(This post comes from Roger Mann.)
I talked to a friend who was in and out of same-sex relationships because of his abuse. We discussed that other victims speak of the emptiness of same-sex relationships, which leave them depressed and feeling miserable. But neither of us felt that way, and it caused us to wonder.
One thing we have in common is that riding off into the sunset with another male has never been a possibility. It’s not that we haven’t met anyone who’d be willing, but it’s because of the way we responded to our abusers.
Because of who they were, we never considered that what we had between us was anything more than a physical action. (For him, it was an older brother; for me, it was my dad.) It was a “thing” that involved connection and fondness, but also an understanding that it would eventually end. While I might have loved my dad, and my friend his older brother—and the closeness we each felt was great—life continued, and we grew up and moved on.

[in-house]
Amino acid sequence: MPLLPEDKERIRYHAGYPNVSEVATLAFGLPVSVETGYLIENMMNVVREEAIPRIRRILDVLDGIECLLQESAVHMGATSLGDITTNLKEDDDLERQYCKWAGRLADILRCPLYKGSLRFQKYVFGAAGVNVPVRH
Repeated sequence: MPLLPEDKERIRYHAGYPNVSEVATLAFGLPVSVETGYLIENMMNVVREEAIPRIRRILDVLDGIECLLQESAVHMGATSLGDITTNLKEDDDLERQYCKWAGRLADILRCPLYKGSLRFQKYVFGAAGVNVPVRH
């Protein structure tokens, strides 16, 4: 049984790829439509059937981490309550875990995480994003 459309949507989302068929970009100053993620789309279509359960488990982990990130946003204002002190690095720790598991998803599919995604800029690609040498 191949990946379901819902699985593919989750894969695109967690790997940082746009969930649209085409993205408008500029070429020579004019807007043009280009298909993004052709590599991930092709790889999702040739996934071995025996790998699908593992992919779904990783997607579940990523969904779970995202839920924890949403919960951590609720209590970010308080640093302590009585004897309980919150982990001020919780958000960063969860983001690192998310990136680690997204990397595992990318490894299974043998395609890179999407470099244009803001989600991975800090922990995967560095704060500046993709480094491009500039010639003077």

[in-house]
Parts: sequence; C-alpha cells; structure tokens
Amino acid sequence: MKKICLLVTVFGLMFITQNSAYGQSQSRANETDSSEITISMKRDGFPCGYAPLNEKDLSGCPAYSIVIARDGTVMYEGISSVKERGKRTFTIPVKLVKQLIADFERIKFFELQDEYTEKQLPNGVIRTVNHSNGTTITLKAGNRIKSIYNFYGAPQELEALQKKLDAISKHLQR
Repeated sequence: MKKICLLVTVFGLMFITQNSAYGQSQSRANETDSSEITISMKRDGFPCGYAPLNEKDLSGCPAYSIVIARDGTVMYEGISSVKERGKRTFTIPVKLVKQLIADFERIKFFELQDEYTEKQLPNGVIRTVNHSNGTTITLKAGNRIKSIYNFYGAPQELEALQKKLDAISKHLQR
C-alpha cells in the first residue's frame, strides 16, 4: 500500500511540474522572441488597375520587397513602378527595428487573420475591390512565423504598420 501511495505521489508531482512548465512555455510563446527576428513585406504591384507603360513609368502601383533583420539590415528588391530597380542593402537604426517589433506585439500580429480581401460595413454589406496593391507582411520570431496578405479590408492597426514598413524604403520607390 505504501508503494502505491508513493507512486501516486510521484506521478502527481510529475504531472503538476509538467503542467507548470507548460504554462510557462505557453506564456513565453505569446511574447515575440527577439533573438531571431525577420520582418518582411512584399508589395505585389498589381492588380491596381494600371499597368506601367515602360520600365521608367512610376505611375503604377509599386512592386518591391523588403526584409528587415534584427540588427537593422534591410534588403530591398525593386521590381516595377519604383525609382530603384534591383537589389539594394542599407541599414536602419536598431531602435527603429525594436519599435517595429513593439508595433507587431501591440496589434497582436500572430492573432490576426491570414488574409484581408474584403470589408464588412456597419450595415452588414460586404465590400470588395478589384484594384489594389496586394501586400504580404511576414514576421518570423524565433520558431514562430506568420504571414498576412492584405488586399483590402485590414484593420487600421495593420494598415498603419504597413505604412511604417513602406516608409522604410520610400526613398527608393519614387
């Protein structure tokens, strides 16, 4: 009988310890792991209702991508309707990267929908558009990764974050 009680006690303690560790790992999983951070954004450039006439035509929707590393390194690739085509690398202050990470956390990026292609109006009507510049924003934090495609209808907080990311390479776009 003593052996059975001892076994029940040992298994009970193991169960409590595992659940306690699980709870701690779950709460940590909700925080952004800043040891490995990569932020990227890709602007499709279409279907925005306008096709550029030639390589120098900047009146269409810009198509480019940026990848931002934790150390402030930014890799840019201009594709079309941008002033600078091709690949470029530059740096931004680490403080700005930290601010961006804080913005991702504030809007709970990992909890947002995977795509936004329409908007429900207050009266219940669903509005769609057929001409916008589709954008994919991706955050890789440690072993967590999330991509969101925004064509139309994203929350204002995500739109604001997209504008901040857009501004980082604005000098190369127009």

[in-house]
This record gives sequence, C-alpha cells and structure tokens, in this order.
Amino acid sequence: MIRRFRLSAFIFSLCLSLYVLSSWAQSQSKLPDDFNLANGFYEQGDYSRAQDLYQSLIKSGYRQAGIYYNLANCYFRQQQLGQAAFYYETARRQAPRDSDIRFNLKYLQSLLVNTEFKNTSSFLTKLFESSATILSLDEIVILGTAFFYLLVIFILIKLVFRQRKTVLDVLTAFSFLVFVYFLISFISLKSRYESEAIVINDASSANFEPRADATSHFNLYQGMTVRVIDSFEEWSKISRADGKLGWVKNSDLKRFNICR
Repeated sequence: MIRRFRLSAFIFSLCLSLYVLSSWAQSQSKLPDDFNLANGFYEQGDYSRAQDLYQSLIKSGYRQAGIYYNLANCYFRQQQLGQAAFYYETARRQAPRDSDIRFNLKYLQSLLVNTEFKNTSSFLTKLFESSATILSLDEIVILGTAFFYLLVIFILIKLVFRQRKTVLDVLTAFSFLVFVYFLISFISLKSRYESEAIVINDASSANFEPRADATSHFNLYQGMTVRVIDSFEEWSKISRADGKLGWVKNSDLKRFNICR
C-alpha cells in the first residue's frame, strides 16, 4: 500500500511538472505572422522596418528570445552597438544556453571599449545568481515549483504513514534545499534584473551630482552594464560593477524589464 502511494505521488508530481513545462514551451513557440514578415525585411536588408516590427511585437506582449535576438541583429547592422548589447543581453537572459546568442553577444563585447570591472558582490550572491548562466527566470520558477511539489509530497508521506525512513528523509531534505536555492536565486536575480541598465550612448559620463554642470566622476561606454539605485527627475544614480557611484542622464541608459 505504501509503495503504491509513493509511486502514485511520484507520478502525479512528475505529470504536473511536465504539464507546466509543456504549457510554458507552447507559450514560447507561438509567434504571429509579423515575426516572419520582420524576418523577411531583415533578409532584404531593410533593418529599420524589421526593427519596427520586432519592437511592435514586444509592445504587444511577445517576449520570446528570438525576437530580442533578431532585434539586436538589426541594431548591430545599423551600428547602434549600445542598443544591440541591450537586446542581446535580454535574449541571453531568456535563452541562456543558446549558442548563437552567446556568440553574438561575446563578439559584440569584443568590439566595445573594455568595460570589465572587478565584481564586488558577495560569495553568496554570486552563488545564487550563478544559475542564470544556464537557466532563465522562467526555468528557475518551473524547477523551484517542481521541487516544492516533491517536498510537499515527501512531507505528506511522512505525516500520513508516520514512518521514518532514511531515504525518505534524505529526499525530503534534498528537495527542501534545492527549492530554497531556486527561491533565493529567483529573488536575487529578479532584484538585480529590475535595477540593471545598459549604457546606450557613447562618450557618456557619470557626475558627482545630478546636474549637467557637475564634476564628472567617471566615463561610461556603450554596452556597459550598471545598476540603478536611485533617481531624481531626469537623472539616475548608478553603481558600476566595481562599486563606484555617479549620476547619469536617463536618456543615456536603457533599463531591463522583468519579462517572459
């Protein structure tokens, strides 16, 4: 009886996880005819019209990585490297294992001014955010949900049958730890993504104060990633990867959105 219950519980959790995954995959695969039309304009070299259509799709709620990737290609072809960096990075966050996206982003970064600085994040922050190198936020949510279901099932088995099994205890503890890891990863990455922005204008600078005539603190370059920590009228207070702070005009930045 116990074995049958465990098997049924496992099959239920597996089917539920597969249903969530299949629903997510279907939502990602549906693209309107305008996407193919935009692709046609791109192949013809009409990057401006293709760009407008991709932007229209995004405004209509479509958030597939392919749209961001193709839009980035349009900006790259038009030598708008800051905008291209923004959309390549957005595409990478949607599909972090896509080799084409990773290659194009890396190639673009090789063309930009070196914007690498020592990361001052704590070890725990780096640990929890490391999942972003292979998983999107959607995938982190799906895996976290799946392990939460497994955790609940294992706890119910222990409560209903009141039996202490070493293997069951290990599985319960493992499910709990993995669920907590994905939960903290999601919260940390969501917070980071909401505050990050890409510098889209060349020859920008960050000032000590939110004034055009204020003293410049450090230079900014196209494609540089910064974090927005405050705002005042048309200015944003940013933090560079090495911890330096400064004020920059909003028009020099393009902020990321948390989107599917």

Part of our experience became a fixed pattern that repeated itself in similar types of sexual relationships. Because of preconditioned attitudes cemented in our impressionable years, our ability to commit intimately to anyone else was almost impossible.
We both knew men who wanted a more permanent situation with us, and while we felt genuine affection for them, a commitment was out of the question. Our idea of fidelity still included our wives.
The abuse rerouted our wiring and compartmentalized that area of our brains. I honestly believe my dad ruined any possibility of my having true fidelity with anyone. I can either love someone or have sex with them. For my wife, love and sex are a package deal—no compartmentalization. I struggle with that, and it’s hurt her.
Now that I’m older, it’s easier to be more faithful, but I fear it’s because of age rather than morality. With God’s help, and as revelation and understanding increase, I’m doing better.